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French President Emmanuel Macron and German Chancelor Angela Merkel during a press conference at Elysee Palace on August 28, 2017 in Paris, France.
The European Council is expected to give the green light to proposals to transform the European Stability Mechanism (ESM) into a European Monetary Fund, similar to the International Monetary Fund (IMF), and to continue the banking union — a set of rules to supervise European banks — in June.
But the instability in Italy could derail the timeline. “Italy has set the agenda back,” said Haralambous, adding that without a government in place in the euro zone’s third largest economy, it is “unlikely” that there will be real progress in three months’ time.
In the meantime, there are growing voices in different capitals cautioning against further integration.
Finance ministers of eight European countries, including Ireland, the Netherlands and Finland, wrote a letter earlier this month arguing that member states should focus on “implementing structural reforms” and “respecting” European fiscal rules —which stipulate ceilings for deficit and public debt —rather than promote changes at the European level.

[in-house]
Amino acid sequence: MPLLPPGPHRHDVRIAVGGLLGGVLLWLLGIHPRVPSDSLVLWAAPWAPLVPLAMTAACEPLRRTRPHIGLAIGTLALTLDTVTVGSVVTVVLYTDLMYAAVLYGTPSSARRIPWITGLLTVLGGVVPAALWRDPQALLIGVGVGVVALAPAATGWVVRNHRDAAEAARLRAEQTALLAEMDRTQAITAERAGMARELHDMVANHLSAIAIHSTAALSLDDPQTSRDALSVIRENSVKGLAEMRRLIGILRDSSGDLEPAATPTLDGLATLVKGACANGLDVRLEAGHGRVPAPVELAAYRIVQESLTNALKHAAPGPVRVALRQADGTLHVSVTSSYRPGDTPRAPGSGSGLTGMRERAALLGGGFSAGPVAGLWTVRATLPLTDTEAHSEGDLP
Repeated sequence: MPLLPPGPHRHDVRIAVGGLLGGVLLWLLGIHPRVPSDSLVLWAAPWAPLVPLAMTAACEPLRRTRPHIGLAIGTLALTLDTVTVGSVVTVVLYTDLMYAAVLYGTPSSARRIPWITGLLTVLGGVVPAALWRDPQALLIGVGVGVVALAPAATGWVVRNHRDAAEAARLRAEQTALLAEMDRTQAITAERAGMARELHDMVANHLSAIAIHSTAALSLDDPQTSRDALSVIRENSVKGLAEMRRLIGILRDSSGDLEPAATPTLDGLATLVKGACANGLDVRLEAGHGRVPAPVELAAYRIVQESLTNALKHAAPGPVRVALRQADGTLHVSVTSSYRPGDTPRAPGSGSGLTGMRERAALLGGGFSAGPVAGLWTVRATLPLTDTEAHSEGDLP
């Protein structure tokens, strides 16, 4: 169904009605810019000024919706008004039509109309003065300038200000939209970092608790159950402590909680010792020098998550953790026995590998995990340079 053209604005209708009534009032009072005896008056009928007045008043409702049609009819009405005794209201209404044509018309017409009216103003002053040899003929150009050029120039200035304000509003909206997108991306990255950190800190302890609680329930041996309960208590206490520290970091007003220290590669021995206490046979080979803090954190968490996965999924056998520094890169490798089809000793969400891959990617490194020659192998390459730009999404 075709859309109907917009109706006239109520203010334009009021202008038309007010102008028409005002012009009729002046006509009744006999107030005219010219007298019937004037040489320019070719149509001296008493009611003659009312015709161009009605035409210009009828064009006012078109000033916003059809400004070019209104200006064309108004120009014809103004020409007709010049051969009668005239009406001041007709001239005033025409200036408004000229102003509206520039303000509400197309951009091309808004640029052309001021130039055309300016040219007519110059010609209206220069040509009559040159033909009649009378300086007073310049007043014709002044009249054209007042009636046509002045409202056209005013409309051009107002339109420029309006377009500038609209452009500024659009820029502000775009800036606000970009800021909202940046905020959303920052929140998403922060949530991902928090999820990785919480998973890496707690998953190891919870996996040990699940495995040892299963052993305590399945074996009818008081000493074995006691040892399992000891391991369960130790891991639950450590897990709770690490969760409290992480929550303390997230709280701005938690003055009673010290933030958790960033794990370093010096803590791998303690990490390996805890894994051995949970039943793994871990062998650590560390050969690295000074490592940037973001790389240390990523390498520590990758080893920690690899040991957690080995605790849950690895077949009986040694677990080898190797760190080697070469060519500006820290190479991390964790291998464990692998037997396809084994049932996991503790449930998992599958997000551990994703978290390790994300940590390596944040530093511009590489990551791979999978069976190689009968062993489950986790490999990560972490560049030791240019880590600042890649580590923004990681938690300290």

“Decision-making should remain firmly in the hands of member states,” they said in the letter, advocating that this is how to “regain public trust” and fight back against populism.
Although the new German government is expected to support, alongside Macron, the push for further euro zone reforms, new measures will also have to be approved by other countries. Speaking last week, Dutch Prime Minister Mark Rutte said: “It’s not a French-German Europe,” indicating that the Netherlands is likely to raise some opposition to some of the ideas to reform the euro area.
According to Geffen from RaboResearch, it is “hard to say whether they (EU) will find common ground and if they do, whether it will be enough to protect the euro zone against future financial shocks.”